In 2013, O'Kelley developed some health issues which required her to get an MRI scan. For the scan, she had to be injected with contrast dye containing a heavy metal called gadolinium.

The hospital told her that the contrast had no side effects, and by drinking a lot of water, she would get it out of her system. Within eight days, she had to take three scans, and on the ninth day, she started experiencing burning sensations.

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Within a few weeks, she was rushed to the hospital six times, and the doctors were baffled but believed she could not have had gadolinium toxicity.

Her symptoms included nerve pain, muscle weakness, full-body tremors, difficulty in breathing, and at some point, her brain felt so damaged that she couldn't think anymore.

Norris felt scared at this point as he didn't know what else to do. He called Dr. Bruce Fong at the Sierra Integrative Medical Center in Reno, Nevada. Dr. Fong asked him to get O'Kelley to him immediately.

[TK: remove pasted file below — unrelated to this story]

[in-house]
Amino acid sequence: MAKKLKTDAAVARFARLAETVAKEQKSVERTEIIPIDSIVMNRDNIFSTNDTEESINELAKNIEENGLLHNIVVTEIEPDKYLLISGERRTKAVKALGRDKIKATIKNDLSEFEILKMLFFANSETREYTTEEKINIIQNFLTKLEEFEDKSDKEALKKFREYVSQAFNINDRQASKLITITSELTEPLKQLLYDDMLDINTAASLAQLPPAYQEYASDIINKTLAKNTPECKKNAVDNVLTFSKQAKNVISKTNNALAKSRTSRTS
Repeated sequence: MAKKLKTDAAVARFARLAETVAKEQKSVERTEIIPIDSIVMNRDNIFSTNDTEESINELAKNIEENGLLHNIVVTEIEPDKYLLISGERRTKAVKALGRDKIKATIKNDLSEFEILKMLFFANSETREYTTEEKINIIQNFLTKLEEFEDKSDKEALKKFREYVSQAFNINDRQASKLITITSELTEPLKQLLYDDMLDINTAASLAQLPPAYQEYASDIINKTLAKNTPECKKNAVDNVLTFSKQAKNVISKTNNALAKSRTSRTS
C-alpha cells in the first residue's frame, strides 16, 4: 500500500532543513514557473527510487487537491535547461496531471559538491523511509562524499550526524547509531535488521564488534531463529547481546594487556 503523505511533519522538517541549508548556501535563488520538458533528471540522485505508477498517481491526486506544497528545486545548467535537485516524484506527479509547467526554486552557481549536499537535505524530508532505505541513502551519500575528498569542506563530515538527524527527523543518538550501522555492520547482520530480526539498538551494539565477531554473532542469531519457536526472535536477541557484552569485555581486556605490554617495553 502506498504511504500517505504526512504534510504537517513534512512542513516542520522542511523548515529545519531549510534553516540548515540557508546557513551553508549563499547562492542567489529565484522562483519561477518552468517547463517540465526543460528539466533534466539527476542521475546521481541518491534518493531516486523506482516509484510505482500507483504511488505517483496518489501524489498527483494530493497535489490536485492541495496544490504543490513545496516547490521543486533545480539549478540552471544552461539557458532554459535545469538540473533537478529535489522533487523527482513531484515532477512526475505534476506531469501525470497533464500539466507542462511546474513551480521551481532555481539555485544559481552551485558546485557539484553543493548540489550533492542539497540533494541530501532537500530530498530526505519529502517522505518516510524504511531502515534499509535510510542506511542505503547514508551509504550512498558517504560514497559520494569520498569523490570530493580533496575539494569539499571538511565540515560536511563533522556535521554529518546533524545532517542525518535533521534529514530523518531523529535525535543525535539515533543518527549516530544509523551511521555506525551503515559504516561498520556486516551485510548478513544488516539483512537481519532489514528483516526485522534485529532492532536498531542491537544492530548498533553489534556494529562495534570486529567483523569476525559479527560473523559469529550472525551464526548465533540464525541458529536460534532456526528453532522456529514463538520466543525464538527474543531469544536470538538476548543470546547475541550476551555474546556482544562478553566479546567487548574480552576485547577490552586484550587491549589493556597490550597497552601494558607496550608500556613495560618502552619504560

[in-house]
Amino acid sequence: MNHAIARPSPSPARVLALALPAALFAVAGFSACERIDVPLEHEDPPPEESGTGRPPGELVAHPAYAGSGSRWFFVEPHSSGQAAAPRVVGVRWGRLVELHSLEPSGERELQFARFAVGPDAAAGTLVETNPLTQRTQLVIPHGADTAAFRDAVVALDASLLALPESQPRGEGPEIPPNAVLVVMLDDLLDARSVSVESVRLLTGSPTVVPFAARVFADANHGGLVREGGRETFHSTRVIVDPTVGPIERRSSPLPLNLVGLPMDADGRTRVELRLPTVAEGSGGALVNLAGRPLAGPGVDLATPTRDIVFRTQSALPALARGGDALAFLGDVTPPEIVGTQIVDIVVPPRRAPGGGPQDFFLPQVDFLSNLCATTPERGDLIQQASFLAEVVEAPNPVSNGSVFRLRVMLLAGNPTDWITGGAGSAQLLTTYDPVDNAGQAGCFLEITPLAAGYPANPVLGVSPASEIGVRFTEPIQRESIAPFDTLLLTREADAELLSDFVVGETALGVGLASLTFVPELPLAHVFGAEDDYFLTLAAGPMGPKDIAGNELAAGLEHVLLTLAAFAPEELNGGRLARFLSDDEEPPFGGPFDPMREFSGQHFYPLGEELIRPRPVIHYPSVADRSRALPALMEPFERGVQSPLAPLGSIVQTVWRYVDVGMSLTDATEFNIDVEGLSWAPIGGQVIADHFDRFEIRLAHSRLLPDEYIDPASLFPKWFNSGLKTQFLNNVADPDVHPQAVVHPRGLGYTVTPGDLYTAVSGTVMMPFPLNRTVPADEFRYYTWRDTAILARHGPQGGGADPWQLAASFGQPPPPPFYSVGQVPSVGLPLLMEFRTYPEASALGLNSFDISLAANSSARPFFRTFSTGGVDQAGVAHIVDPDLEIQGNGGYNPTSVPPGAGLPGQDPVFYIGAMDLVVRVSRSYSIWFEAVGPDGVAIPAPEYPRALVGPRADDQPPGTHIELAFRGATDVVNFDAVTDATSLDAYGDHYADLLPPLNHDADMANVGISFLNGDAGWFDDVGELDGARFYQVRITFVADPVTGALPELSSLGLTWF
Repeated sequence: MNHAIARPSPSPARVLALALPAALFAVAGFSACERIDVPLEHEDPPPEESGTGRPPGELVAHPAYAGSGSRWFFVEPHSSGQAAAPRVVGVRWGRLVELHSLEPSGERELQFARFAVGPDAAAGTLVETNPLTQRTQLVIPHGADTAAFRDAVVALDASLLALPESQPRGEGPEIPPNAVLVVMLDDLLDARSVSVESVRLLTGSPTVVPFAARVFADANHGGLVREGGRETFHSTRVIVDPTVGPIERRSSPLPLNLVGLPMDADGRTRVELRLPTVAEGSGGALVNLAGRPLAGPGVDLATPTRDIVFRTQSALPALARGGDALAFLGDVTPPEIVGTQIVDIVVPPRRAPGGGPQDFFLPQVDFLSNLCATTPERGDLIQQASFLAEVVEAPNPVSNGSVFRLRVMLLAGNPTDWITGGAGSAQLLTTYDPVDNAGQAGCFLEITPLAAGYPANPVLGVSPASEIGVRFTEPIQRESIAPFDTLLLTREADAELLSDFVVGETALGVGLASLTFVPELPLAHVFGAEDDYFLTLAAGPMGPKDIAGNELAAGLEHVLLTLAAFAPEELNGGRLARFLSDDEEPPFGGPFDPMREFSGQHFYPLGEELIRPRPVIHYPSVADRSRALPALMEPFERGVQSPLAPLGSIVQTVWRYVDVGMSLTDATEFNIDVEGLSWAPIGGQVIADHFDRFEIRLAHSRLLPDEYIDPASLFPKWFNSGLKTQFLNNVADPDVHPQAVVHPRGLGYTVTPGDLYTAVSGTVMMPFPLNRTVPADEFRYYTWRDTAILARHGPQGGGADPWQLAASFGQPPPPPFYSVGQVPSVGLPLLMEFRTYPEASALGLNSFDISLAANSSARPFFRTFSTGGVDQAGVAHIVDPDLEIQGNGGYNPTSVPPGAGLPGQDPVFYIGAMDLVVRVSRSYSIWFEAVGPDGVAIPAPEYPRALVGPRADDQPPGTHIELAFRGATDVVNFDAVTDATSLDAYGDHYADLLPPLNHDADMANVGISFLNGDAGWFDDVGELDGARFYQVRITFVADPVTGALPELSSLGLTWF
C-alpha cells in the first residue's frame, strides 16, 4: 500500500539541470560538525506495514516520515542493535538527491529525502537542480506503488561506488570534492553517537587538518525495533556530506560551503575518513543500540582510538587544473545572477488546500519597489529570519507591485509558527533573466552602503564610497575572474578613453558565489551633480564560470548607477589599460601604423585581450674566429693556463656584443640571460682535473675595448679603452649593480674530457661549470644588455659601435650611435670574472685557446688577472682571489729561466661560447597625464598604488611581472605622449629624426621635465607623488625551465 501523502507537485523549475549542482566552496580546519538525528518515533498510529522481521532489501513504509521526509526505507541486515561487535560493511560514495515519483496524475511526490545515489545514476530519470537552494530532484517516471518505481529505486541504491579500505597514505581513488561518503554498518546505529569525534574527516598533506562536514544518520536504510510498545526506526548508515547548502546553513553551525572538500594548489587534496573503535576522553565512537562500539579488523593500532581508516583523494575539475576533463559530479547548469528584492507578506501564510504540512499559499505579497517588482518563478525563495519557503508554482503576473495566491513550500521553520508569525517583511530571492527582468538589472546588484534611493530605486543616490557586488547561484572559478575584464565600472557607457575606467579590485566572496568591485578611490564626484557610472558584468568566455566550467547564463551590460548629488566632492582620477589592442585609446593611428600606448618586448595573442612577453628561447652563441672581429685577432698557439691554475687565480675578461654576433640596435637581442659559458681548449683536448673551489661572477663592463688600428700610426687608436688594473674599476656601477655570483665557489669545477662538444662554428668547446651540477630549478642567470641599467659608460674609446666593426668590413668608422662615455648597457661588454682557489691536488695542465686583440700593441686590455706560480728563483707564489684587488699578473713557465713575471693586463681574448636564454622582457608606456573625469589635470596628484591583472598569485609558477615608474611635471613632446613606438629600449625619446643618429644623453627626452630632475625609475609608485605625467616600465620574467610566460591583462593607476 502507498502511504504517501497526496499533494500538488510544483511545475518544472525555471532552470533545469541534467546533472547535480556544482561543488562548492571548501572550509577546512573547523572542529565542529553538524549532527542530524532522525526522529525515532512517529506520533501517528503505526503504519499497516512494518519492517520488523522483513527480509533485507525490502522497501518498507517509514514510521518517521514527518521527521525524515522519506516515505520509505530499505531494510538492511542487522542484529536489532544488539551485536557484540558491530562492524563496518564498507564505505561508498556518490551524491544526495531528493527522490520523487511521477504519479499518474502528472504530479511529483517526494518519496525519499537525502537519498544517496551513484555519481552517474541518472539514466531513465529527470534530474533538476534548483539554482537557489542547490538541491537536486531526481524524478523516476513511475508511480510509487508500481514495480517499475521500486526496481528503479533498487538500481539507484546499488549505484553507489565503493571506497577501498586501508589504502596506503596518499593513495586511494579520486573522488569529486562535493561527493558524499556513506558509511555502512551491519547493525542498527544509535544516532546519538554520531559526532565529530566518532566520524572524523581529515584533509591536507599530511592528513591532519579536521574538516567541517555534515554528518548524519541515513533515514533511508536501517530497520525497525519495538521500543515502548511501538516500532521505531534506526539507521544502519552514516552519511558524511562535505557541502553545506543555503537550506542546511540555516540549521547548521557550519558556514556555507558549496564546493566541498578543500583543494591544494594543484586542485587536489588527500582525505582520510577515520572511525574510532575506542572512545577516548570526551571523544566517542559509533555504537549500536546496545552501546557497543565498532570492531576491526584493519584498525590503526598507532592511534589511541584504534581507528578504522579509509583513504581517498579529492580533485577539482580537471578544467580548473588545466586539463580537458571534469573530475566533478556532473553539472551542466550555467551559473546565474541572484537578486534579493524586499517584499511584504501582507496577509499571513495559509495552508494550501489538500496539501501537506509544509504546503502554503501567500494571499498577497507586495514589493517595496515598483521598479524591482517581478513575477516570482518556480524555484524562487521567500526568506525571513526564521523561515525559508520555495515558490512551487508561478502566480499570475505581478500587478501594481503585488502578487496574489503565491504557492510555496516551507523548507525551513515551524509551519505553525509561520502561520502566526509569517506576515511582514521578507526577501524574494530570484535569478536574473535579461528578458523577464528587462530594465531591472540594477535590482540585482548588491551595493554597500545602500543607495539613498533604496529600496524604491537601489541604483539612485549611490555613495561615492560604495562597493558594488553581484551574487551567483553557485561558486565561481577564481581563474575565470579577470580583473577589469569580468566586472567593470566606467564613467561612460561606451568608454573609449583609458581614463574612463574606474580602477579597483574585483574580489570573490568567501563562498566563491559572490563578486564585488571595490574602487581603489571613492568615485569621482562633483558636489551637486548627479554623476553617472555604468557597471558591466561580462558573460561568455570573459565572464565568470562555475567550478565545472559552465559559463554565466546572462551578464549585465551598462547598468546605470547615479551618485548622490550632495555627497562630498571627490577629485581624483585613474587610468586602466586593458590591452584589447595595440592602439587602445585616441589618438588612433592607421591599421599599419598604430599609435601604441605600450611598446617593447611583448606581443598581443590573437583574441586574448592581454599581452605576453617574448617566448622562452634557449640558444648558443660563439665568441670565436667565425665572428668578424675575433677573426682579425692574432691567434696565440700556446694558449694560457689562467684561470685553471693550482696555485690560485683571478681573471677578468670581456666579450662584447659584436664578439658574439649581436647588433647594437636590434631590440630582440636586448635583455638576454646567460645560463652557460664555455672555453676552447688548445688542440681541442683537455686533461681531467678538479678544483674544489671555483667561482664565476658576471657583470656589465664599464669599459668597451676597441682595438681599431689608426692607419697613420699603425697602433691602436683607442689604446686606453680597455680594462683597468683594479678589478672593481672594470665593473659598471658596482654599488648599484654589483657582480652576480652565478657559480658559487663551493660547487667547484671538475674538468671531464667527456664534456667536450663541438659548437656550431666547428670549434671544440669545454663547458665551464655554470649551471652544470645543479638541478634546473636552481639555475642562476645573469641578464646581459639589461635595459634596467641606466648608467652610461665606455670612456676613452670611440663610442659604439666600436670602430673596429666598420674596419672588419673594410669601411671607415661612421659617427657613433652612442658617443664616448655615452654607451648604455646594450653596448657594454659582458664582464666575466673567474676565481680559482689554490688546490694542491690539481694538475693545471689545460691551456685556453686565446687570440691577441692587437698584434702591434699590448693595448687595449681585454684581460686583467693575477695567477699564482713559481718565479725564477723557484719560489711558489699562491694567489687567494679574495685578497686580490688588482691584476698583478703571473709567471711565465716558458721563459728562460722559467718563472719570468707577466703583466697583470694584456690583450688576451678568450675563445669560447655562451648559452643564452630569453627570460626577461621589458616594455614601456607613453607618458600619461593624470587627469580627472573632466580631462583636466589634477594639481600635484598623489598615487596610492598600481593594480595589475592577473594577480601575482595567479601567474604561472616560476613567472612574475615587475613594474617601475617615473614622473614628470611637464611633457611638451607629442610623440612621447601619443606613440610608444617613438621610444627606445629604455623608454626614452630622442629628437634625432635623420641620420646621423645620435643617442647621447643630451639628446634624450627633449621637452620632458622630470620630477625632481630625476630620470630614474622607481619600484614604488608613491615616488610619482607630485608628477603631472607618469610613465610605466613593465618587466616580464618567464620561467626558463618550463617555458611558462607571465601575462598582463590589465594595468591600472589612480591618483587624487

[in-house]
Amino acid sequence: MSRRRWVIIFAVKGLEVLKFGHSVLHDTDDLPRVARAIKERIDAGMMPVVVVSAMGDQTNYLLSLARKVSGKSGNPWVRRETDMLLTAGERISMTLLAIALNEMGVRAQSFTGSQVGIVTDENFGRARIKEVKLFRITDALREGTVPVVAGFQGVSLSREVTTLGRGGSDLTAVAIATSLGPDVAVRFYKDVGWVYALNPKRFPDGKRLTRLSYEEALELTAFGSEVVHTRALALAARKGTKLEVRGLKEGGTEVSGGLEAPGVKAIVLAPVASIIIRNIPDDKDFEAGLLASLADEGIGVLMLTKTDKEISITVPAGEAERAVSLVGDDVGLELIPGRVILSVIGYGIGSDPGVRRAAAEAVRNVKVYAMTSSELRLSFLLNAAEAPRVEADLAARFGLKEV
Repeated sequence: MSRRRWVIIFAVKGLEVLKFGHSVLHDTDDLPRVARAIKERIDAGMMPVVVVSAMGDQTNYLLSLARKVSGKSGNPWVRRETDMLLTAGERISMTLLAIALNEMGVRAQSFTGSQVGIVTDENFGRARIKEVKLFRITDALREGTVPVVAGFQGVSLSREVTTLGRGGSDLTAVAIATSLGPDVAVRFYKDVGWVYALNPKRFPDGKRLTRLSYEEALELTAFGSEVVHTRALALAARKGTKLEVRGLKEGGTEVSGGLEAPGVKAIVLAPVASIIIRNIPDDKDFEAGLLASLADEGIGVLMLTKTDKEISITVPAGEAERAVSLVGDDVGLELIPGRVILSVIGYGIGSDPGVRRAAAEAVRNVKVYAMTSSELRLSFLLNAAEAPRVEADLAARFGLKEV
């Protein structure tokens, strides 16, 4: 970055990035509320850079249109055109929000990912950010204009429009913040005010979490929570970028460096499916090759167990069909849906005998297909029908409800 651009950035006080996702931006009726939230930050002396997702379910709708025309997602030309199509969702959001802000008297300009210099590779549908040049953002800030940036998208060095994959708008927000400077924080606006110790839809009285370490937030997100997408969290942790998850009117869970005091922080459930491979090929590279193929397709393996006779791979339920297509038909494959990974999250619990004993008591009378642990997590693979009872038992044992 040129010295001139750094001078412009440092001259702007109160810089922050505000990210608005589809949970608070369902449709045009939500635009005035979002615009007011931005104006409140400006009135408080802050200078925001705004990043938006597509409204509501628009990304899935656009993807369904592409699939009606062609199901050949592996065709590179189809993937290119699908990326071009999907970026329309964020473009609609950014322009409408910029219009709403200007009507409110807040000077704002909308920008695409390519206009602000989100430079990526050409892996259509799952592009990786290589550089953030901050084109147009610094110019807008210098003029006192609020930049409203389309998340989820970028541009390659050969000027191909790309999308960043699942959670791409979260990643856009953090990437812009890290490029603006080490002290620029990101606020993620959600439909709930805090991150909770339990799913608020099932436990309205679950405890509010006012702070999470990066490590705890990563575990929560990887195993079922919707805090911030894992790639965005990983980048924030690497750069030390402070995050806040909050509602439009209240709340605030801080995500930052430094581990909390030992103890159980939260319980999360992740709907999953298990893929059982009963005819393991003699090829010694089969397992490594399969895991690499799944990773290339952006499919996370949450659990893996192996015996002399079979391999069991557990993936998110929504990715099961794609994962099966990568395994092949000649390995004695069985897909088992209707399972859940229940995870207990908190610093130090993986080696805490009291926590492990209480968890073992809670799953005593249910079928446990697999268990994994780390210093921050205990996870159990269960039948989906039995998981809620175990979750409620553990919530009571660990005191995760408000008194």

Chuck Norris and Gena O'Kelley during Michael Bolton Honored with a Star on the Hollywood Walk of Fame for His Achievements in Music in Hollywood | Photo: Getty Images

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Norris quickly got a paramedic into his jet, and they went to see Dr. Fong. O'Kelley had IVs every day for nutrition, and Norris never left her side as he slept on the couch while nursing her to health for five months.

She lost so much weight that she couldn't swallow and had to eat baby food. Even though she was no longer bedridden, she still received stem cell therapy treatments four years after leaving Dr. Fong's hospital.

Norris and O'Kelley also decided to speak out about the dangers of MRI contrast agents. They sued several healthcare companies because O'Kelley was poisoned by a chemical used during MRI scans.

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The couple decided to pursue the litigation to shine the light on a problem. The couple believes that pharmaceutical companies that produce MRI contrast agents are not addressing the problem.

Norris and O'Kelley use their litigation to give a voice to the thousands of other victims who have been ignored.